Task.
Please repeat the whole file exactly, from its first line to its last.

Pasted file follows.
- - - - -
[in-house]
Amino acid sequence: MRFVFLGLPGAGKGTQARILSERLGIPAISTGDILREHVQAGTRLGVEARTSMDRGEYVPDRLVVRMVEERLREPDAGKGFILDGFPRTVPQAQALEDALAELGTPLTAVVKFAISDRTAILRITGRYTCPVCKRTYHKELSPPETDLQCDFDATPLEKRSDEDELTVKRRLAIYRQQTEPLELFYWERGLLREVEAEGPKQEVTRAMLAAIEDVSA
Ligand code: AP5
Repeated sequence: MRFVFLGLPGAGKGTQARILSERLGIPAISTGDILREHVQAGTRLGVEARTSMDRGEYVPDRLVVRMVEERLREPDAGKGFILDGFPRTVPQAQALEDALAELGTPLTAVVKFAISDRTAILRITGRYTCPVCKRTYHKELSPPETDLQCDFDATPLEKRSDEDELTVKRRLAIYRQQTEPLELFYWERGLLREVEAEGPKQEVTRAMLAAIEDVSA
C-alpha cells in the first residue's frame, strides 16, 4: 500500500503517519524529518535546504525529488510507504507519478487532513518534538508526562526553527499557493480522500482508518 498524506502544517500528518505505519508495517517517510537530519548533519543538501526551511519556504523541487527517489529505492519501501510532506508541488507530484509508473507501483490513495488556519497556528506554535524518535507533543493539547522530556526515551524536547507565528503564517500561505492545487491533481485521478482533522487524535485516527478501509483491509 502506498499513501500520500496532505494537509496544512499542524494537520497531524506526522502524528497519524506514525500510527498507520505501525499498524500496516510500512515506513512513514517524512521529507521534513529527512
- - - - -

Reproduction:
[in-house]
Amino acid sequence: MRFVFLGLPGAGKGTQARILSERLGIPAISTGDILREHVQAGTRLGVEARTSMDRGEYVPDRLVVRMVEERLREPDAGKGFILDGFPRTVPQAQALEDALAELGTPLTAVVKFAISDRTAILRITGRYTCPVCKRTYHKELSPPETDLQCDFDATPLEKRSDEDELTVKRRLAIYRQQTEPLELFYWERGLLREVEAEGPKQEVTRAMLAAIEDVSA
Ligand code: AP5
Repeated sequence: MRFVFLGLPGAGKGTQARILSERLGIPAISTGDILREHVQAGTRLGVEARTSMDRGEYVPDRLVVRMVEERLREPDAGKGFILDGFPRTVPQAQALEDALAELGTPLTAVVKFAISDRTAILRITGRYTCPVCKRTYHKELSPPETDLQCDFDATPLEKRSDEDELTVKRRLAIYRQQTEPLELFYWERGLLREVEAEGPKQEVTRAMLAAIEDVSA
C-alpha cells in the first residue's frame, strides 16, 4: 500500500503517519524529518535546504525529488510507504507519478487532513518534538508526562526553527499557493480522500482508518 498524506502544517500528518505505519508495517517517510537530519548533519543538501526551511519556504523541487527517489529505492519501501510532506508541488507530484509508473507501483490513495488556519497556528506554535524518535507533543493539547522530556526515551524536547507565528503564517500561505492545487491533481485521478482533522487524535485516527478501509483491509 502506498499513501500520500496532505494537509496544512499542524494537520497531524506526522502524528497519524506514525500510527498507520505501525499498524500496516510500512515506513512513514517524512521529507521534513529527512